Allan Gregory is a professor of economics at Queen’s University. As the July deadline for the provinces to legalize marijuana approaches, the stock prices of Canadian publicly-traded weed producers have been on a tear. Last Monday alone shares in Canopy Growth Corp., soared nearly 20 per cent. The surge in market value comes as firms try to position themselves with sufficient product to meet anticipated demand.
It’s time for investors to say goodbye to 2017, so here’s one last look at what was hot—and not. It was the year of dope stocks. And Bitcoin stocks, which, frankly, we MoneySense editors find pretty dopey as well (we aren’t touching either of them). Longfin Corp. is a great example of how nutty the whole Bitcoin mess got by the end of the year.
OK, let’s say goodbye to the market in 2017. Your editors at MoneySense are almost always going to steer investors into a reliable but boring Couch Potato portfolio of a few low-fee exchange-traded funds and advise you to resist the temptation to jump in and out of individual stocks (with the exception of sticking with our All-Star stock picks). But it’s still helpful to take stock of the hot stocks and dogs once in a while, and see how trends how are playing out. So let’s look back.
Muck Rack makes it simple to find people, tweets, or articles that mention any name, keyword, company, hashtag etc. We've compiled this guide to help you make the most of your search.
Selecting a term
Start searching tweets, articles from media outlets, articles mentioned in tweets, journalists'
names, titles and bios with some suggested searches:
Companies or Topics (e.g. iPhone, Microsoft)
Phrases (e.g. "cloud computing") — use quotes to keep the terms together
Twitter handles (e.g. @username) — returns those who have mentioned or replied to
Names (e.g. "David Pogue")
Hashtags (e.g. #sxsw, #london2012)
Bio details (e.g. vegan, Olympics, father)
Muck Rack's Advanced Search allows for many boolean operators.
Find results that mention multiple specified terms, use AND or
+. For example, ensure each result contains both Elon Musk and Mark Zuckerberg by
searching Musk AND Zuckerberg or Musk + Zuckerberg.
Use the operators OR or , to broaden your search when you'd like either of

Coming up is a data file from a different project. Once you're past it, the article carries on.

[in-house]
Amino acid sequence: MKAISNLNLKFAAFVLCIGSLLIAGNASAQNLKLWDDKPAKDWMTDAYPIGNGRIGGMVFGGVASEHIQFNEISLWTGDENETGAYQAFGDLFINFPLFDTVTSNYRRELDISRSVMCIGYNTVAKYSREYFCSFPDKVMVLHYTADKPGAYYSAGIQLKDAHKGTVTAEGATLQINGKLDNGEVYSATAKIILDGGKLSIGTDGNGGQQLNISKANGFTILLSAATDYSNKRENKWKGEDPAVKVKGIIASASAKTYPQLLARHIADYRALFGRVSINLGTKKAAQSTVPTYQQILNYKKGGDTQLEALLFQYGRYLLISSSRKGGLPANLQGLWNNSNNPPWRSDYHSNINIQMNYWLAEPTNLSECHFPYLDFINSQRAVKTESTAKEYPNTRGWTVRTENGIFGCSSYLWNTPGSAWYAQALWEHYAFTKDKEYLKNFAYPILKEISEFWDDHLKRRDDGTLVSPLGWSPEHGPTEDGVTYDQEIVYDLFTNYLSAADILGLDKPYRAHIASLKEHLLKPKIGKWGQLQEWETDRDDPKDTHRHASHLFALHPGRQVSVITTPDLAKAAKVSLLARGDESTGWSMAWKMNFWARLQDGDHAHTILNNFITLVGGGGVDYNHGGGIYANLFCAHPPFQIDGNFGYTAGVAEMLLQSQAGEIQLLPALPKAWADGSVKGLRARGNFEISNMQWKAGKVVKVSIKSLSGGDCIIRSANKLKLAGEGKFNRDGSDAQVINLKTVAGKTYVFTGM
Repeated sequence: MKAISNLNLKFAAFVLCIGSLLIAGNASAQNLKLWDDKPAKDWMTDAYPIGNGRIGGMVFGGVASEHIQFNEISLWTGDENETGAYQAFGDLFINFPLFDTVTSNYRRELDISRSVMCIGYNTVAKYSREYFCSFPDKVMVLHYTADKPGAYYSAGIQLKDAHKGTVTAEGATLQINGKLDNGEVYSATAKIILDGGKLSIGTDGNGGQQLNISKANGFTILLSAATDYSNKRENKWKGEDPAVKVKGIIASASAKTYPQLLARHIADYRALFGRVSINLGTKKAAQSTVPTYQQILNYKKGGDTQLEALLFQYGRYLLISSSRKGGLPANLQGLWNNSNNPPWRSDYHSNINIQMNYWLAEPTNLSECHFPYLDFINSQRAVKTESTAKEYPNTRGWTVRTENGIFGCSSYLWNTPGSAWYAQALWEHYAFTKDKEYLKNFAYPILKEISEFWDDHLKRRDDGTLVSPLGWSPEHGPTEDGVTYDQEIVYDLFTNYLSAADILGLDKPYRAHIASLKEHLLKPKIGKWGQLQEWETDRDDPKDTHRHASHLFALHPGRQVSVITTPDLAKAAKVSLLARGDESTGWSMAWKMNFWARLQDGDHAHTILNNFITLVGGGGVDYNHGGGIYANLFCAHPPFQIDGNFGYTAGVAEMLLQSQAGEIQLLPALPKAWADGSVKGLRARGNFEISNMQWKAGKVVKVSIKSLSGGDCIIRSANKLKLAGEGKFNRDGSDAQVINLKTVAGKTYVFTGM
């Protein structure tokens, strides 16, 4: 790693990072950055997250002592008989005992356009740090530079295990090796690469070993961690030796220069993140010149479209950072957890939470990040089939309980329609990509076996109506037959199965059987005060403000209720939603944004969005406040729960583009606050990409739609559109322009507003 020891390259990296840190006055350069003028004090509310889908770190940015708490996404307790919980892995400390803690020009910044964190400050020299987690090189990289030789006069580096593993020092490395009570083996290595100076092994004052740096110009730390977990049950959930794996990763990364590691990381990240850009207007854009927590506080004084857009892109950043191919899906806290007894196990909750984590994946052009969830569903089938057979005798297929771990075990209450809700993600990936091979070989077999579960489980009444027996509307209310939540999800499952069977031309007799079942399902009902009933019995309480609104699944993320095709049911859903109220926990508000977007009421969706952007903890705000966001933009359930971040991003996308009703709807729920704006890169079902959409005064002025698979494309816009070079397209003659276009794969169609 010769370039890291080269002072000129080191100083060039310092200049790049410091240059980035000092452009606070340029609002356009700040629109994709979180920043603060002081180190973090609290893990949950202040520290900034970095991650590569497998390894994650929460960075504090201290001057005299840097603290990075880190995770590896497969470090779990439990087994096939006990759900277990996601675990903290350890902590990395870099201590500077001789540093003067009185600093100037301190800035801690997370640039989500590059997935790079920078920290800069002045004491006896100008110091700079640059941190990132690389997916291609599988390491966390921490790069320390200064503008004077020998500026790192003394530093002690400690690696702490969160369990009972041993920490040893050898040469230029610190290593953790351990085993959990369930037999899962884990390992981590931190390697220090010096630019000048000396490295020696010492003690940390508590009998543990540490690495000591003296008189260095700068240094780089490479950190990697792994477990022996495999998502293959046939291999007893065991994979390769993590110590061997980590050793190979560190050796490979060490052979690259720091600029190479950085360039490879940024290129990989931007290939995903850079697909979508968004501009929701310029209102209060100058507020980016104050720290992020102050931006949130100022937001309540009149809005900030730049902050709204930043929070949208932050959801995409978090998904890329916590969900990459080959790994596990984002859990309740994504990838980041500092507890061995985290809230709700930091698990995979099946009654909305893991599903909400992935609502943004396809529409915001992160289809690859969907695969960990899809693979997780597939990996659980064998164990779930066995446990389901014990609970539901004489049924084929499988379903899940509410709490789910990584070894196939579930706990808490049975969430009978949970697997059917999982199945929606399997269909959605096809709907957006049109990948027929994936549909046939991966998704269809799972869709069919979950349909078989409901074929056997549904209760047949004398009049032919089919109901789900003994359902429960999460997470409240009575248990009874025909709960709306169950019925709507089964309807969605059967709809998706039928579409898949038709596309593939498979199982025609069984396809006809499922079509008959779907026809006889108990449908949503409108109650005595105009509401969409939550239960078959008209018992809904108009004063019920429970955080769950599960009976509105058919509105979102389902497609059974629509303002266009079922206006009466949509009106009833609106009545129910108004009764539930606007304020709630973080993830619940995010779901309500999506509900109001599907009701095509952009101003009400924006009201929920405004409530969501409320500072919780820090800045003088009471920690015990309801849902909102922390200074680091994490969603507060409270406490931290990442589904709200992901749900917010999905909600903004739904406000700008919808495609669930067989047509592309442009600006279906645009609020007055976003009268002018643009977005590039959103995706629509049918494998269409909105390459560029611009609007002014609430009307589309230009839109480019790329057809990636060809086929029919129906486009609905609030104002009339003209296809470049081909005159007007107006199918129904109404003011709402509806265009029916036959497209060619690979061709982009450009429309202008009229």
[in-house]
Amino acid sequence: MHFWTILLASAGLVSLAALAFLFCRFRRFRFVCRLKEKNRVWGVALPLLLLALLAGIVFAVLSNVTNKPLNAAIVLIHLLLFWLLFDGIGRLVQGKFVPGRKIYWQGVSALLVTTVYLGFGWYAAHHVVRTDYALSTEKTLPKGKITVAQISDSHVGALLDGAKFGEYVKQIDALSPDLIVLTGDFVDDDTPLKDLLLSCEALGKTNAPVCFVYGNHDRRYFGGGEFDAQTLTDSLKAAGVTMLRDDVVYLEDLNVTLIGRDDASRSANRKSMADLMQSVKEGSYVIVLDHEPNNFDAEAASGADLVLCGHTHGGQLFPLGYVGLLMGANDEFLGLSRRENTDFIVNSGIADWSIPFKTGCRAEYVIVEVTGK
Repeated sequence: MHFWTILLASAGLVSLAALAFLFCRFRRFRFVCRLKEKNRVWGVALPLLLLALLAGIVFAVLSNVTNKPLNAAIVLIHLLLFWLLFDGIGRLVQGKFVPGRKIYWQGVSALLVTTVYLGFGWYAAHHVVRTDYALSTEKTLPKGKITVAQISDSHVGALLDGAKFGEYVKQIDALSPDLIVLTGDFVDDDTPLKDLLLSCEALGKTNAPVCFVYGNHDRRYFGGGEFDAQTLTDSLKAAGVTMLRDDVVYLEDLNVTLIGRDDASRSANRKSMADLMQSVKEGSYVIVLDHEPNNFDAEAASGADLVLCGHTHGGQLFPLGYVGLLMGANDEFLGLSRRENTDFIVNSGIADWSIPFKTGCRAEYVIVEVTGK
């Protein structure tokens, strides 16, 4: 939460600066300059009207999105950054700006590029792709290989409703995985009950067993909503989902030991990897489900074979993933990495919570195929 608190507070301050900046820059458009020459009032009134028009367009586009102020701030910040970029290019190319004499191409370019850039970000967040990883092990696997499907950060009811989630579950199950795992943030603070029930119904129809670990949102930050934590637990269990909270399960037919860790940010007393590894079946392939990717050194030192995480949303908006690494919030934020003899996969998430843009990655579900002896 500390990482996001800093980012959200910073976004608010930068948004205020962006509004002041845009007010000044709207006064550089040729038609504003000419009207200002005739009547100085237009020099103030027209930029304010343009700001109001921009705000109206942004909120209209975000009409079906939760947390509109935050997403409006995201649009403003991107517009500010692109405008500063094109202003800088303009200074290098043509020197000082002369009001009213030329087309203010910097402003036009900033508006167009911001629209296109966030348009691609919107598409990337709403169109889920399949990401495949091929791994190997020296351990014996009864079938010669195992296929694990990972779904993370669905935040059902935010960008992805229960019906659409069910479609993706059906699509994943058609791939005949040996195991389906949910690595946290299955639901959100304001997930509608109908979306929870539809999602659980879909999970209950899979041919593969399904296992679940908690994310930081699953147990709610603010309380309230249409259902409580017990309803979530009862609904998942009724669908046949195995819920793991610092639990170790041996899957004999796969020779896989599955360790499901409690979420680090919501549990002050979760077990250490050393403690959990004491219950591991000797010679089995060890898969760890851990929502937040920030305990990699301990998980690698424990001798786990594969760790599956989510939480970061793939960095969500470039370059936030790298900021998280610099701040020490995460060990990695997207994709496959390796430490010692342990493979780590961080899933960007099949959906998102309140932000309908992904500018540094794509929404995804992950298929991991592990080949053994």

multiple terms to appear in results. (This is the default behavior of our search when no operators
are used). For example, results will contain either cake or cookie by searching cake OR cookie or cake,cookie
Use NOT or - to subtract results from your search. For
example, searching Disney will yield results about the Walt Disney Company as well as Walt Disney
World Resort. To exclude mentions of Disney World, search for Disney -World or Disney
When using one of these operators with a phrase, enclose it in quotation marks. For example, you can
find results about smartphones excluding Apple's iPhone 4S by searching smartphone -"iPhone
Exact case matching or punctuation
If you're searching for a brand name or keyword that relies on specific punctuation marks or capitalization, you can
find results that match your exact query by adding matchcase: before the keyword you're searching for, like matchcase:E*TRADE .
Use parentheses to separate multiple
boolean phrases. For example, to find journalists talking about having fun in Disney World or
Disneyland, search for ("disney world" OR disneyland) AND fun.
An asterisk can be used to search for any variation of a root word truncated by the asterisk. For example, searching for admin* will return results for administrator, administration, administer, administered, etc.
A near operator is an AND operator where you can control the distance between the words. You can vary the distance the near operation uses by adding a forward slash and number (between 0-99) such as strawberries NEAR/10 "whipped cream", which means the strawberries must exist within 10 words of "whipped cream".